3 17 th Salt Water Intrusion Meeting, Delft, The Netherlands, 6-10 May HYDROGEOLOGICAL DESCRIPTION The hydrographic network (i.e. rivers draining different watersheds) within the area of Metro Cebu is illustrated in Figure 4. Comparing the drainage network with geology and geologic structures indicates that the drainage directions are influenced by fault systems. On Cebu Island these systems generally emerge in a southwest northeast or northwest southeast direction. The rivers in the central part of the island flow either northeast or southwest and abruptly turn towards the coast. There are three river basins draining water within the area, which are defined as topographic divides. The Mananga River Basin drains the northwestern part of the area through the Talisay municipality. The northern part of the area, the Kotkot River flows through a gorge north of Liloan before discharging into the ocean. The third river basin is called Coastal Aquifer Watershed and has a contributing area of approximately 264 square kilometres. It consists of 11 subbasins, which are oriented parallel to each other and drain into the sea. The Coastal Aquifer Watershed is the main contributor of groundwater to the Coastal Aquifer. Figure 4 Watersheds and hydrographic Coastal Aquifer Watershed Figure 5 Geologic formations in the network The Coastal Aquifer Watershed can be subdivided in three geologic formations: the alluvial sediments, the Carcar Limestone, and volcanic and other sedimentary rocks (Figure 5). The region near the coast is covered by alluvial and recent unconsolidated sediments forming the flat land areas. These deposits, of Pleistocene and Holocene age, consist of undifferentiated, alternating layers of gravel, sand, clay and silt. The lateral extent exceeds 1 2 km from the coast only in a few locations e.g. the Mandaue area. The thickness of the alluvial sediments is a few meters but can extend down to 80 m deep in Mandaue area probably within earlier drainage channels (Kampsax- Krüger, 1980). Underlying these alluvial sediments is a semi-consolidated to consolidated limestone. Further inland, up to 8 km from the sea, the Carcar Limestone forms a hilly part of the coastal area with elevation up to 200 m. The Carcar Limestone Formation is a corraline limestone, which builds an almost continuous margin around the island and was deposited during a Plio- Pleistocene period of marine transgression and regression. The Carcar Limestone is the major aquifer in the Metro Cebu region and is heavily developed by the Metropolitan Cebu Water District (MCWD) and private users. The Corraline Limestone and massive limestone are karstified (very porous) and contain interconnected fissures, fractures, and dissolution channels, which are products of tectonic activity and weathering.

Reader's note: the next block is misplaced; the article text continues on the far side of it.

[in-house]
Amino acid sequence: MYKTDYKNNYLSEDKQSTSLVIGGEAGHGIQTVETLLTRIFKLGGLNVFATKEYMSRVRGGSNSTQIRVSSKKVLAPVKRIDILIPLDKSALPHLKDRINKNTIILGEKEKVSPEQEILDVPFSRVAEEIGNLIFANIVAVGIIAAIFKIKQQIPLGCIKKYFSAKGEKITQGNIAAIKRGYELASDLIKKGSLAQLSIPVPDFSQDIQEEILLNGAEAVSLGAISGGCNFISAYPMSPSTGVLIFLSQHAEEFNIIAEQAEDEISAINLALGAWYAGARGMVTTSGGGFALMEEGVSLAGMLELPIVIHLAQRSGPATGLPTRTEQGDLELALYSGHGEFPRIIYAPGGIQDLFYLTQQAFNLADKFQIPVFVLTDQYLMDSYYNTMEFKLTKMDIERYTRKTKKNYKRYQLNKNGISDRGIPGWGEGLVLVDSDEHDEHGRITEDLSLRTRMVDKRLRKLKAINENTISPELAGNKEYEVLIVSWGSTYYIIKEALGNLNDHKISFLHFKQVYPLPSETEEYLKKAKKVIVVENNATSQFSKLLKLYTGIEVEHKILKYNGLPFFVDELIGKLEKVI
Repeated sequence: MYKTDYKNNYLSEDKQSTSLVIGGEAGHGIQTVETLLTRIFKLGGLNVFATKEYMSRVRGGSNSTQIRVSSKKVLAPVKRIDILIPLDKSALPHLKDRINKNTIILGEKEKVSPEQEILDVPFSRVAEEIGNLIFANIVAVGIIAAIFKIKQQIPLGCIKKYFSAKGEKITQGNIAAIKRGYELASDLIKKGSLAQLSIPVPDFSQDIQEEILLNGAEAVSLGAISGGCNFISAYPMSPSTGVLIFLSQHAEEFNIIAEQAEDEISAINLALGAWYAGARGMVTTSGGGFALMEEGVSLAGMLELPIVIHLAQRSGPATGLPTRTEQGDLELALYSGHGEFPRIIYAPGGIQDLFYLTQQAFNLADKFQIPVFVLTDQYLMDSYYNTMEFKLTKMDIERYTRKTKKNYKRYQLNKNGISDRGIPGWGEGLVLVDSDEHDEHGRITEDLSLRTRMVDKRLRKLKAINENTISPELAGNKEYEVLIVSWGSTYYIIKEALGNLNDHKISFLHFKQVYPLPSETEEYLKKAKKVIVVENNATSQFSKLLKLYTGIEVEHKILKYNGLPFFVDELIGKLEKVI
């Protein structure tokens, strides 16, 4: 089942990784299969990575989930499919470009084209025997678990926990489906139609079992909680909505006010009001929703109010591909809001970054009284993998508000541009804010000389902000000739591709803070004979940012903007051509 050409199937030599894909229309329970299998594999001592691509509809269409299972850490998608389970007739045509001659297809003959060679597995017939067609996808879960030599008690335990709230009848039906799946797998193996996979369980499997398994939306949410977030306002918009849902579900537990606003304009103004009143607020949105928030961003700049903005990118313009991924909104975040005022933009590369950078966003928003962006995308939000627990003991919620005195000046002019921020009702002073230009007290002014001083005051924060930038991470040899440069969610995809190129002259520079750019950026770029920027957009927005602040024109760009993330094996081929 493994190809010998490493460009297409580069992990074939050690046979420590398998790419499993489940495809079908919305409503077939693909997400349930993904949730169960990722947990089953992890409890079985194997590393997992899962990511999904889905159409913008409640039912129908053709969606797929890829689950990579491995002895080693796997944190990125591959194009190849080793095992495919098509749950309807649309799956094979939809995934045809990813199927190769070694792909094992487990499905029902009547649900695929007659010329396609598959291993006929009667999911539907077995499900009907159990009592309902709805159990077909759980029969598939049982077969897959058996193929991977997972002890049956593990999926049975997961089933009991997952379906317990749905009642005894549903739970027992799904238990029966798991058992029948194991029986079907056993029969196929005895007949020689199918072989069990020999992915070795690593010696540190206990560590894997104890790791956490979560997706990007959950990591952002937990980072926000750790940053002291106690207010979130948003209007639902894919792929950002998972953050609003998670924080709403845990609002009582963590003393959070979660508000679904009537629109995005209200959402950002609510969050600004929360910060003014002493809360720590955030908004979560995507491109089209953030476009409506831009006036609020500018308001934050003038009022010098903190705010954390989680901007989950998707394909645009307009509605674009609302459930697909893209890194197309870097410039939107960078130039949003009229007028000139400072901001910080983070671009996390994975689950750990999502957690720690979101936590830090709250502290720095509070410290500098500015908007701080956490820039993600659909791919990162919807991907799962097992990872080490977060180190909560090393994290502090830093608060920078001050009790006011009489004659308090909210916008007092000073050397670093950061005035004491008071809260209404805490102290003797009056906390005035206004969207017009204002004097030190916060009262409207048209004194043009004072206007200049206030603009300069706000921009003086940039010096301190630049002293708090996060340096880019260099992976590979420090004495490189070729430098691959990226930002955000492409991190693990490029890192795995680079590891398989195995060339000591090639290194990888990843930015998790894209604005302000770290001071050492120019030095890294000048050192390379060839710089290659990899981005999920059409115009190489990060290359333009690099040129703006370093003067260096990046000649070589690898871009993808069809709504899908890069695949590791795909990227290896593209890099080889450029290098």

4 th Salt Water Intrusion Meeting, Delft, The Netherlands, 6-10 May 2002 Flow logging tests carried out by Kampsax-Krüger (1980) in exploratory and production wells, indicate that the Carcar Limestone is weathered down to more than 50 m below sea level. Below this depth the permeability and porosity diminish because of an increased silt content and greater degree of consolidation. Transmissivity, which is concentrated in the upper part of the aquifer, has been found to range from 20 m²/d to more than 4000 m²/d. The specific yield of the Carcar Limestone has been estimated in the range of on the base of water level changes (Kampsax-Krüger, 1980). The Carcar Limestone can be divided into reef debris of considerable thickness and reef core unit. In some localities, the outcrop of thin, more consolidated and corraline limestone can be seen with a dip of approximately 15 degrees seawards (Kampsax-Krüger, 1980). The total thickness of the Carcar limestone is unknown but from geological data it is estimated to be about 500 m near the coast. The limestone overlies metavolcanic, plutonic and other rocks forming the core of Cebu Island. The older strata and the lower Miocene sedimentary strata occupy the higher central area of the island. These rocks are poorly permeable and cannot be used for intense groundwater supply. SEAWATER INTRUSION Seawater intrusion and its related effects with saline groundwater were observed in Cebu City s coastal aquifer for the past three decades. Complaints of brackish groundwater in the downtown area of Cebu City led to the first study in 1973 by Bruell (Bruell, 1973) on the intrusion of seawater into the groundwater of Cebu City. The study by Bruell was limited to a small area and was more exploratory in nature. Several studies about saltwater and progress reports were undertaken in the following years. These studies arise from observations and further verifications on the distribution of the chloride content in the aquifer of Metro Cebu (e.g. Engelen, 1975; Kampsax-Krüger Lahmeyer International, 1980; Walag, 1984; Water Resources Center 1984, Water Resources Center 1985, National Environmental Protection Council 1987). Figure 6 Seawater intrusion in the Center of Metro Cebu. Two institutions in Cebu City have been monitoring saltwater intrusion. Since 1975, the Water Resources Center (WRC) of the University of San Carlos has been measuring the chloride content in approximately 180 wells nearly every year, thus documenting the progress of the saltwater intrusion in the coastal aquifer. The Metropolitan Cebu Water District (MCWD) has also been measuring its observation and production wells (~ 110 wells) on a monthly basis to determine water quality. The data gathered by both institutions, WRC and MCWD, revealed the progress of saltwater intrusion. The 50 ppm chloride concentration iso-line, which was defined as salt- freshwater interface, encroached one to three kilometres inland in Metro Cebu. The available data of the WRC at the University of San Carlos (Engelen, 1975; Walag, 1984) confirm an advancing salinization of groundwater in the Cebu City region. In some areas the 50 ppm chloride concentration iso-line of 1995 progressed two kilometres inland when compared to the data collected in 1979 (Figure 6).